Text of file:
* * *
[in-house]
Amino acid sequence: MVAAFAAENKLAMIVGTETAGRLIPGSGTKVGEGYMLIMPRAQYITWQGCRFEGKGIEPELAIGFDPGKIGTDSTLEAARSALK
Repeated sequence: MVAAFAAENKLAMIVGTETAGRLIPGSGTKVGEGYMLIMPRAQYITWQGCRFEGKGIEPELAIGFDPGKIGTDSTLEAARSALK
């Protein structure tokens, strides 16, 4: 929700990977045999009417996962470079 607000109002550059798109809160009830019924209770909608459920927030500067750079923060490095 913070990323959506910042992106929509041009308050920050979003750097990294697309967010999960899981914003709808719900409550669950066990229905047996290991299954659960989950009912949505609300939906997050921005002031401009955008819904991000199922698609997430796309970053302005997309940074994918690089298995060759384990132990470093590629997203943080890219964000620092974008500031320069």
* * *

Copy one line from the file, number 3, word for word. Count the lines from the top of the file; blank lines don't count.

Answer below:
Repeated sequence: MVAAFAAENKLAMIVGTETAGRLIPGSGTKVGEGYMLIMPRAQYITWQGCRFEGKGIEPELAIGFDPGKIGTDSTLEAARSALK